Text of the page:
Can multimillionaire business mogul and Abington native Adam Aron become the Sixers net prophet?
It's looking good — as Philly's once-failed and feeble pro basketball team suddenly, almost inexplicably, has got game.
It's been a torrid, turnover-free four months since Aron and Wharton School graduate Joshua Harris bought the team, along with a select group of co-owners. In the process, they have helped the city and the burbs buy into the notion that this gang that once couldn't shoot straight has now got hoopla.
Addressing an overflow crowd at a Jewish Business Network luncheon last week, Aron, the team's CEO, built on what he and Harris have already begun: making believers of fans who had abandoned the team in droves.
But Aron and Harris — colleagues and compatriots for 15 years — made it their business to rebound and resuscitate an image, digging in their heels in support of Coach Doug Collins and promoting president Rod Thorn to added responsibilities as new general manager.
For Aron, the 57-year-old former Norwegian Cruise Line president and CEO, the sinking feeling of failure is not an option. As deft as his long-ago Sixers idol Wilt Chamberlain was at the turn-around dunker, Aron is even better at industrial turn-arounds.
The Harvard-educated Aron, with a bachelor's degree cum laude from the college and an MBA from its business school — and, possibly, he kids, the only one in his class not to become an investment banker — he has achieved that turnaround with many companies.
Now as chief of day-to-day operations with the Sixers, he has become point man, bringing a touch of class to the arena, too, with a pre-game recording of the national anthem by the Philadelphia Orchestra.
He has also reduced prices for a number of seats, getting more of a charge from a packed discounted house to one at full price haunted by empty seats.
He is not one to give up the ghost on Sixers magic — or easily forget past misery. "I am the youngest member of a Philadelphia sports fan family from the '60s," he says.
Which is not always a good thing when you're a cheering section of one "suffering through the worst teams on the planet."
In a way, Aron is going back to the future, building what he hopes is a new empire while reveling in the age-old visions of "the Sixers of my adolescence: Chamberlain, Hal Greer, Billy Cunningham, Dave Zinkoff," the league's late legendary and foremost announcer — and Formost salami peddler as well.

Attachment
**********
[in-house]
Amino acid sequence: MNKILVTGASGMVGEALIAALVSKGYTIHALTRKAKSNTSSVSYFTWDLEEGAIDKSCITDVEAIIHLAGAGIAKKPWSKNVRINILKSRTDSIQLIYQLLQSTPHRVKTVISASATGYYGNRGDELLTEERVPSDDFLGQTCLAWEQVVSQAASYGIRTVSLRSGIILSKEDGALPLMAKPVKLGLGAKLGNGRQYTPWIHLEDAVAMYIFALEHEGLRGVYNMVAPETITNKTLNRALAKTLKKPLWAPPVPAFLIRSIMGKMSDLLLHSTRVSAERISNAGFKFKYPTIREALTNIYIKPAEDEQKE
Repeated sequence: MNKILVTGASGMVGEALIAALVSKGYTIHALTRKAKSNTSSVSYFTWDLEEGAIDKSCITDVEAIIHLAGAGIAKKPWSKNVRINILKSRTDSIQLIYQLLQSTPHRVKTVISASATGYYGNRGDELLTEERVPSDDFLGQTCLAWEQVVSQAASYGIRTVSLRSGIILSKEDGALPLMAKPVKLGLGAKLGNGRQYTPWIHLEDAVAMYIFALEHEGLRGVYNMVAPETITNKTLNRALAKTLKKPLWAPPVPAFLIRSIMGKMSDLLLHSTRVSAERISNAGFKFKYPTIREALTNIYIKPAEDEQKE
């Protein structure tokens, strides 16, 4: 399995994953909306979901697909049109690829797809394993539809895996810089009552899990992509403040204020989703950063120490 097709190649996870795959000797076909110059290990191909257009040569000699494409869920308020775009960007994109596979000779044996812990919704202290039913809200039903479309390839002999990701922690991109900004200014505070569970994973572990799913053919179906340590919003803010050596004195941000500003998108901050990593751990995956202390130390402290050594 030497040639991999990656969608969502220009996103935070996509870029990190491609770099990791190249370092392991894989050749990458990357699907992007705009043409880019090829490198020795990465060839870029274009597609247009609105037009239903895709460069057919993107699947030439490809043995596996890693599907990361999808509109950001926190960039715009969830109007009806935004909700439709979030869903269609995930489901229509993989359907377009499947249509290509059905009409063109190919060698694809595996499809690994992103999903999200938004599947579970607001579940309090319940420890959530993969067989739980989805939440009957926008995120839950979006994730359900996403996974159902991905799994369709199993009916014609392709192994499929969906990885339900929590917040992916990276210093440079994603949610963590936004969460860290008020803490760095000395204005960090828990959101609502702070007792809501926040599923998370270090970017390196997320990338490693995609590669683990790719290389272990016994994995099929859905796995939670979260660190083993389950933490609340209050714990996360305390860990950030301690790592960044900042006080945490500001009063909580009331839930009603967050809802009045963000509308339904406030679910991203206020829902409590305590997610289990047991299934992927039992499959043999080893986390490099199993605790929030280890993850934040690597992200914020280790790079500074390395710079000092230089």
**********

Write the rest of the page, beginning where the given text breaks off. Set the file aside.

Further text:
And now Aron directs the whole enchilada — not without a sense of humor. "I used to say, when I worked for Pan Am," the now defunct airline which he served as director of marketing plans and programs, "what's the difference between Pan Am and the Titanic?
"The Titanic had a band."
The laugh track that greets his jokes played out in his own home in Abington, where he inherited what he calls a Jewish sense of humor from his dad. "In my career, I've noticed if you can amuse people, it helps you stand out in a crowd," he says.
He was always a player — in the business world, but what about the schoolyard?
"I wasn't a basketball player in my youth; I was a hockey player. I wanted to do my own thing since my father and brother were into basketball."
He did his own thing business-wise in school, always with a certain bounce. "When I was at Abington High," says its treasurer, Class of 1972, "I was in the Key Club," a social service group, "and planned a 100-hour marathon basketball game to set a Guinness World Records," which, he claims, it did. "I produced the whole thing from the sidelines."
Raised with a "reverence for education" — what the married dad of two considers the Jewish version of the full-court press — he remains a student of the game, with lessons learned.
"My grandmother — who used to live on Rittenhouse Square — would watch me play outside and say, 'Put down that ball and pick up a book!' "
And now that he has made book on player Elton Brand as a major asset for the team, Aron sees — and signs the paychecks — that his power forward makes mega-millions, and thinks, maybe his forward-thinking bubba had it all wrong.
Maybe, he says with a laugh, "I should have put down that book and picked up a basketball."